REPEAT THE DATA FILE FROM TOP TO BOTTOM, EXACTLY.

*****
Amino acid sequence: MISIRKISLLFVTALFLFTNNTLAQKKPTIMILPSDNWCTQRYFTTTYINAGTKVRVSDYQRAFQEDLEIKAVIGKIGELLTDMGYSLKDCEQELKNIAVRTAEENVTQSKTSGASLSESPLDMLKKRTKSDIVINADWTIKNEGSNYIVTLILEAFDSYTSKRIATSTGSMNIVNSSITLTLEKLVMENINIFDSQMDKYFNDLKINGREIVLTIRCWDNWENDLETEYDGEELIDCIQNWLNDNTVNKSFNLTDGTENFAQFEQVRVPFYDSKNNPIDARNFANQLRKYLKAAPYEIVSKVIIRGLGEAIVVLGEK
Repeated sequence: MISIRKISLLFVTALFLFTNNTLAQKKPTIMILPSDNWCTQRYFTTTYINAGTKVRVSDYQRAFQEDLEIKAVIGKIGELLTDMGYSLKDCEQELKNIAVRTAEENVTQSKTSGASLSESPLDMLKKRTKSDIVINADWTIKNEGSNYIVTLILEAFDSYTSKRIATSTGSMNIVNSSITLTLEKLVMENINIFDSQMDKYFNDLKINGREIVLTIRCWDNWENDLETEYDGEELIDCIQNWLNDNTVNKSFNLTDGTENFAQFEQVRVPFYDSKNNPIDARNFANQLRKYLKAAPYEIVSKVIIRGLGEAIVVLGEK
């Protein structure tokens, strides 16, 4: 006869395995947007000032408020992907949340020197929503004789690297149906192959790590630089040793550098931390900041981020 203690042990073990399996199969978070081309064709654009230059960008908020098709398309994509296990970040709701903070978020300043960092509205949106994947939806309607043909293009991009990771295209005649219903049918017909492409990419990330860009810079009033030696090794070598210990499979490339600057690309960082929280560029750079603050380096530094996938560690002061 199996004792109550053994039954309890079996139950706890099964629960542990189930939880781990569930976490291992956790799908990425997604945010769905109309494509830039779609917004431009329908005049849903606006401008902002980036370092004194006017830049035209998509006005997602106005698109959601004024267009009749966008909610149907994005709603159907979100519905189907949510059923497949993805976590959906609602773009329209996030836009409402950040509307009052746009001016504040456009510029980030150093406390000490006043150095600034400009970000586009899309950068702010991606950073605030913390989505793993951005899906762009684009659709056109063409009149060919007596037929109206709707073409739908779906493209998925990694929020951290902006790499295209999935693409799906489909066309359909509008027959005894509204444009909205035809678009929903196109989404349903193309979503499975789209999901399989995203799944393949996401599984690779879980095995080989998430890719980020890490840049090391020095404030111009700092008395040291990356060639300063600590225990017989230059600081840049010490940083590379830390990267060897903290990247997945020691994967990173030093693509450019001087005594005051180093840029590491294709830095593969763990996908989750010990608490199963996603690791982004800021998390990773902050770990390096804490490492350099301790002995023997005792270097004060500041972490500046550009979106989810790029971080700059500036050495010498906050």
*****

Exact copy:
Amino acid sequence: MISIRKISLLFVTALFLFTNNTLAQKKPTIMILPSDNWCTQRYFTTTYINAGTKVRVSDYQRAFQEDLEIKAVIGKIGELLTDMGYSLKDCEQELKNIAVRTAEENVTQSKTSGASLSESPLDMLKKRTKSDIVINADWTIKNEGSNYIVTLILEAFDSYTSKRIATSTGSMNIVNSSITLTLEKLVMENINIFDSQMDKYFNDLKINGREIVLTIRCWDNWENDLETEYDGEELIDCIQNWLNDNTVNKSFNLTDGTENFAQFEQVRVPFYDSKNNPIDARNFANQLRKYLKAAPYEIVSKVIIRGLGEAIVVLGEK
Repeated sequence: MISIRKISLLFVTALFLFTNNTLAQKKPTIMILPSDNWCTQRYFTTTYINAGTKVRVSDYQRAFQEDLEIKAVIGKIGELLTDMGYSLKDCEQELKNIAVRTAEENVTQSKTSGASLSESPLDMLKKRTKSDIVINADWTIKNEGSNYIVTLILEAFDSYTSKRIATSTGSMNIVNSSITLTLEKLVMENINIFDSQMDKYFNDLKINGREIVLTIRCWDNWENDLETEYDGEELIDCIQNWLNDNTVNKSFNLTDGTENFAQFEQVRVPFYDSKNNPIDARNFANQLRKYLKAAPYEIVSKVIIRGLGEAIVVLGEK
């Protein structure tokens, strides 16, 4: 006869395995947007000032408020992907949340020197929503004789690297149906192959790590630089040793550098931390900041981020 203690042990073990399996199969978070081309064709654009230059960008908020098709398309994509296990970040709701903070978020300043960092509205949106994947939806309607043909293009991009990771295209005649219903049918017909492409990419990330860009810079009033030696090794070598210990499979490339600057690309960082929280560029750079603050380096530094996938560690002061 199996004792109550053994039954309890079996139950706890099964629960542990189930939880781990569930976490291992956790799908990425997604945010769905109309494509830039779609917004431009329908005049849903606006401008902002980036370092004194006017830049035209998509006005997602106005698109959601004024267009009749966008909610149907994005709603159907979100519905189907949510059923497949993805976590959906609602773009329209996030836009409402950040509307009052746009001016504040456009510029980030150093406390000490006043150095600034400009970000586009899309950068702010991606950073605030913390989505793993951005899906762009684009659709056109063409009149060919007596037929109206709707073409739908779906493209998925990694929020951290902006790499295209999935693409799906489909066309359909509008027959005894509204444009909205035809678009929903196109989404349903193309979503499975789209999901399989995203799944393949996401599984690779879980095995080989998430890719980020890490840049090391020095404030111009700092008395040291990356060639300063600590225990017989230059600081840049010490940083590379830390990267060897903290990247997945020691994967990173030093693509450019001087005594005051180093840029590491294709830095593969763990996908989750010990608490199963996603690791982004800021998390990773902050770990390096804490490492350099301790002995023997005792270097004060500041972490500046550009979106989810790029971080700059500036050495010498906050």